Beyond mounting a file system with NFS on a remote host, it is also possible to specify other options at mount time to make the mounted share easier to use. These options can be used with manual
/etc/fstab settings, and
The following are options commonly used for NFS mounts:
Specifies how the kernel should manage its cache of directory entries for a given mount point. Valid arguments for mode are
Specifies which version of the NFS protocol to use, where version is 3 or 4. This is useful for hosts that run multiple NFS servers. If no version is specified, NFS uses the highest version supported by the kernel and
vers is identical to
nfsvers, and is included in this release for compatibility reasons.
Turns off all ACL processing. This may be needed when interfacing with older versions of Red Hat Enterprise Linux, Red Hat Linux, or Solaris, since the most recent ACL technology is not compatible with older systems.
Disables file locking. This setting is sometimes required when connecting to very old NFS servers.
Prevents execution of binaries on mounted file systems. This is useful if the system is mounting a non-Linux file system containing incompatible binaries.
set-group-identifier bits. This prevents remote users from gaining higher privileges by running a
Specifies the numeric value of the NFS server port. If
0 (the default value), then
mount queries the remote host's
rpcbind service for the port number to use. If the remote host's NFS daemon is not registered with its
rpcbind service, the standard NFS port number of TCP 2049 is used instead.
- rsize=num and wsize=num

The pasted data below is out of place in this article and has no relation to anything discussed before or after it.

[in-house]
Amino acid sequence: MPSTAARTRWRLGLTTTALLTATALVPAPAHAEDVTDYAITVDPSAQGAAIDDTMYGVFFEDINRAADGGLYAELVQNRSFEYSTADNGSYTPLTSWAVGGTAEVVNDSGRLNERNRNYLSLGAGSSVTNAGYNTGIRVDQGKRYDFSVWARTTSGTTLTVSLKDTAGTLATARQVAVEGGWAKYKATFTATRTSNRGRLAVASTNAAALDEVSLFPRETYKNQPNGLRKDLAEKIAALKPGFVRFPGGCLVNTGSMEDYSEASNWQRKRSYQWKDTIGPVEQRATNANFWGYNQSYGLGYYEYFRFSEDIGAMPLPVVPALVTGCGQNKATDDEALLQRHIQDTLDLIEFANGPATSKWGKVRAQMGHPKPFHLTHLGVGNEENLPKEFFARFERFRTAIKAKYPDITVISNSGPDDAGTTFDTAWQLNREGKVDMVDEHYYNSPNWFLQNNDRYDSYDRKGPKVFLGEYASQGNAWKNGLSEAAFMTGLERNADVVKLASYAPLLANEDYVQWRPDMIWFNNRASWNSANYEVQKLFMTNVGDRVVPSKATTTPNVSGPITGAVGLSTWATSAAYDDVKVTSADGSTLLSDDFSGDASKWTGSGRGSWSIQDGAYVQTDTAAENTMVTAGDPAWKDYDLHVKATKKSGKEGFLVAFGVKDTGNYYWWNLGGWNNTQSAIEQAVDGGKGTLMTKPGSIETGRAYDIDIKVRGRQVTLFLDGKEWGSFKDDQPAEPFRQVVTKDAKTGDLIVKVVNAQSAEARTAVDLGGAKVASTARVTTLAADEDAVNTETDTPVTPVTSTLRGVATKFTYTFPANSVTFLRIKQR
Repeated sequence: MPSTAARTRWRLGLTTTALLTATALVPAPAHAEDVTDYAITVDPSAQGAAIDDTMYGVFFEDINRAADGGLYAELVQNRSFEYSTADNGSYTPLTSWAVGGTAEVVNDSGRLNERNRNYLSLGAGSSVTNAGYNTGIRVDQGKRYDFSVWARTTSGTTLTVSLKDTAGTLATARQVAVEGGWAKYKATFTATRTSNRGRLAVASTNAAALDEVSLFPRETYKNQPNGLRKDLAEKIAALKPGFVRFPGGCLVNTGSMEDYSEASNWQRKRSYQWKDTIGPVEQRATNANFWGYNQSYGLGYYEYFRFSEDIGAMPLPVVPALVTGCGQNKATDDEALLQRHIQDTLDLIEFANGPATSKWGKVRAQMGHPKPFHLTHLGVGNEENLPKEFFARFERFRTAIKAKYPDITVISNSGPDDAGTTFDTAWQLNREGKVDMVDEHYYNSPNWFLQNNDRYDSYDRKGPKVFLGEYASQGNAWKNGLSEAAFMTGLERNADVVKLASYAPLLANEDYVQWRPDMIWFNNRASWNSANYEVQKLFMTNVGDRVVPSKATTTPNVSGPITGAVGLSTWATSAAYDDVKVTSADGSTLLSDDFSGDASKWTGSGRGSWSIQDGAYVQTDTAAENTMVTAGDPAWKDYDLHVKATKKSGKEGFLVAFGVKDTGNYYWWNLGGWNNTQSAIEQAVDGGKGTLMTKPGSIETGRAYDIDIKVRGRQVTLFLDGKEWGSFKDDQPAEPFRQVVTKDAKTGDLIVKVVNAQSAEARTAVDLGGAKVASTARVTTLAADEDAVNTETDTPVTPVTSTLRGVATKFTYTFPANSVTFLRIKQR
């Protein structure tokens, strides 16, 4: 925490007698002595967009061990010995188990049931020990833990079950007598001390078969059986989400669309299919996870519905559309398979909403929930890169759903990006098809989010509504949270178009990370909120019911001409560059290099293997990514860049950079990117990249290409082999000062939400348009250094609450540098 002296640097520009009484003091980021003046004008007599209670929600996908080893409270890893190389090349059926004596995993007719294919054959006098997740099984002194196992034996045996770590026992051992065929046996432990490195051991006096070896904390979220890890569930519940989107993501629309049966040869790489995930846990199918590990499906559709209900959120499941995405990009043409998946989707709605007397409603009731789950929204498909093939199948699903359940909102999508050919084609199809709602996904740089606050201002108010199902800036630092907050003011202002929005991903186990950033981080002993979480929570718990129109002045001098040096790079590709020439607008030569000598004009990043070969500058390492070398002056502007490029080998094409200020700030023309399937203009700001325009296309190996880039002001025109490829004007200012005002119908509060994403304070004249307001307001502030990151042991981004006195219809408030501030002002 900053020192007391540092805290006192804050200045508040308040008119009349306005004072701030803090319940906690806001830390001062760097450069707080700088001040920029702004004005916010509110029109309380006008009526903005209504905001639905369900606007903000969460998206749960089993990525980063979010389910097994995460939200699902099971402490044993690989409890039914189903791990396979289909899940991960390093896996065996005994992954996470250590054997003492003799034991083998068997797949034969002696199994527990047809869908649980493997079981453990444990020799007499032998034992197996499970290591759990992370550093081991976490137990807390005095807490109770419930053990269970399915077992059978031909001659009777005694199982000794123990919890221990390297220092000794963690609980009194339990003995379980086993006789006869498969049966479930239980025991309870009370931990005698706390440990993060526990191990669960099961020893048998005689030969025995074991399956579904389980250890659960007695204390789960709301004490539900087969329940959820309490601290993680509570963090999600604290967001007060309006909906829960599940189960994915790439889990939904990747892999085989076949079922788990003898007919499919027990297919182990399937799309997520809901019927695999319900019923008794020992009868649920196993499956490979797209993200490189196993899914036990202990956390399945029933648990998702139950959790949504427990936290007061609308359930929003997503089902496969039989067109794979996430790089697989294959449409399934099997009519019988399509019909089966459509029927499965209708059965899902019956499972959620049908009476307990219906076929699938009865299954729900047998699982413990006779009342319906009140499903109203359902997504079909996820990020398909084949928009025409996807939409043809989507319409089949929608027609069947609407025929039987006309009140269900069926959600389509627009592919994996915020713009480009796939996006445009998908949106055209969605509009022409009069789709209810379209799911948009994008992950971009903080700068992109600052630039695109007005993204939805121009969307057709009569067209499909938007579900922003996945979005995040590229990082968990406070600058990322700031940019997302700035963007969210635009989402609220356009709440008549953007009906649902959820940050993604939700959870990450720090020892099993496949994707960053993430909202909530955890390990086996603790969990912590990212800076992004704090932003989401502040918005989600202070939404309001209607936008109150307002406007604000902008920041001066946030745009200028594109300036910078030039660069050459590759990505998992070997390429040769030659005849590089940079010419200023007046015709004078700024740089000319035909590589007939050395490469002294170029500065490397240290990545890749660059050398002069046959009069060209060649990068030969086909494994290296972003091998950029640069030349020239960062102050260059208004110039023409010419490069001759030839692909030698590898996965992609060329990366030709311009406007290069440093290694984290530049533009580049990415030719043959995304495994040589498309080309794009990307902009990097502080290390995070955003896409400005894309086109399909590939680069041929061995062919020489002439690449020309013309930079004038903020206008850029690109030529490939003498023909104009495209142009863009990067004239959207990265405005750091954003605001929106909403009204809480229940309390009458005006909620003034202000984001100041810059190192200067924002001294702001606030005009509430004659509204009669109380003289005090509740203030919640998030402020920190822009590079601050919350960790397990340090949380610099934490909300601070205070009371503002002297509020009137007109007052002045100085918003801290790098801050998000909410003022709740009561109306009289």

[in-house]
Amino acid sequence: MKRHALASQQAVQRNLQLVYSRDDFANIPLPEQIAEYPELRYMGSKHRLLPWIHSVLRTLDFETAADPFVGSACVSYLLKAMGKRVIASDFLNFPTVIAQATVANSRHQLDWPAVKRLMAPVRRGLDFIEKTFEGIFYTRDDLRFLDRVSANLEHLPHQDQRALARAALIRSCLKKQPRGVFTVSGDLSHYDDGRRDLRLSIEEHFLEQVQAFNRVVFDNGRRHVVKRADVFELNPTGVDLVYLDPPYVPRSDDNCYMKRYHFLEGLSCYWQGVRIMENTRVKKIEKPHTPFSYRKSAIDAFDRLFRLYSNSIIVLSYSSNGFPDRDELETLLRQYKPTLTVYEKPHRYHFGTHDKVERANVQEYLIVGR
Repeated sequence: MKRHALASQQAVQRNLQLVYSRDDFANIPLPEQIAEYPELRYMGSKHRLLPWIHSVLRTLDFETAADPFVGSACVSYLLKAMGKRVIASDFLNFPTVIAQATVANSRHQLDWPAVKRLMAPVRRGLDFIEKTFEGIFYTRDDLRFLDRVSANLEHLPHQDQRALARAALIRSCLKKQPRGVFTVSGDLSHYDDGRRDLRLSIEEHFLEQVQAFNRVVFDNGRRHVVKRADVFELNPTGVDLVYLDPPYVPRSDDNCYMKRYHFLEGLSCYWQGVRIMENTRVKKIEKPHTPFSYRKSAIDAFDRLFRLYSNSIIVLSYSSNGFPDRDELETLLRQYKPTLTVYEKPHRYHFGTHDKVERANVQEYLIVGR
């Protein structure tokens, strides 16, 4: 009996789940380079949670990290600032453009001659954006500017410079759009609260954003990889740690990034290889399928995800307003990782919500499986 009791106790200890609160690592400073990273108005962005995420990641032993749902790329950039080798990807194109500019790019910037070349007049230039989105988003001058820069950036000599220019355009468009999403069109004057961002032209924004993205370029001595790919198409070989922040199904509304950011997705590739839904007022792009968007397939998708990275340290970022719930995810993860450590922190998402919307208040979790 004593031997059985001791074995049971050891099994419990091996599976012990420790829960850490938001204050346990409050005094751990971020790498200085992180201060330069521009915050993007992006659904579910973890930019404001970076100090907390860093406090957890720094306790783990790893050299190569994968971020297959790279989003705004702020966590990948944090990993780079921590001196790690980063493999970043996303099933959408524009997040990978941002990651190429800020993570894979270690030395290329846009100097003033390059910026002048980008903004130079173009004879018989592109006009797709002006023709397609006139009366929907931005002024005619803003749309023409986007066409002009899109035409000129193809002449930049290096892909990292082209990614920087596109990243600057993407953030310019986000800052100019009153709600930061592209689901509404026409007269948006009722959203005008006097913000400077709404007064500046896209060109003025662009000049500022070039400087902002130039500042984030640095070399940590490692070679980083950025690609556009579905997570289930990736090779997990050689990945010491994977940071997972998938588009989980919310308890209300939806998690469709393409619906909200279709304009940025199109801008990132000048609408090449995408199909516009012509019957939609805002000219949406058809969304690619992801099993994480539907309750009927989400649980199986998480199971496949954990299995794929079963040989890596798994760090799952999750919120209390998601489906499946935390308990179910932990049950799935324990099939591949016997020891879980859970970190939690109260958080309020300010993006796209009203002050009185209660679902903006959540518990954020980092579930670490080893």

These options set the maximum number of bytes to be transfered in a single NFS read or write operation.
Security flavors to use for accessing files on the mounted export. The flavors value is a colon-separated list of one or more security flavors.
By default, the client attempts to find a security flavor that both the client and the server support. If the server does not support any of the selected flavors, the mount operation fails.
sec=sys uses local UNIX UIDs and GIDs. These use
AUTH_SYS to authenticate NFS operations.
sec=krb5 uses Kerberos V5 instead of local UNIX UIDs and GIDs to authenticate users.
sec=krb5i uses Kerberos V5 for user authentication and performs integrity checking of NFS operations using secure checksums to prevent data tampering.
sec=krb5p uses Kerberos V5 for user authentication, integrity checking, and encrypts NFS traffic to prevent traffic sniffing. This is the most secure setting, but it also involves the most performance overhead.
Instructs the NFS mount to use the TCP protocol.
Instructs the NFS mount to use the UDP protocol.
For more information, see
man mount and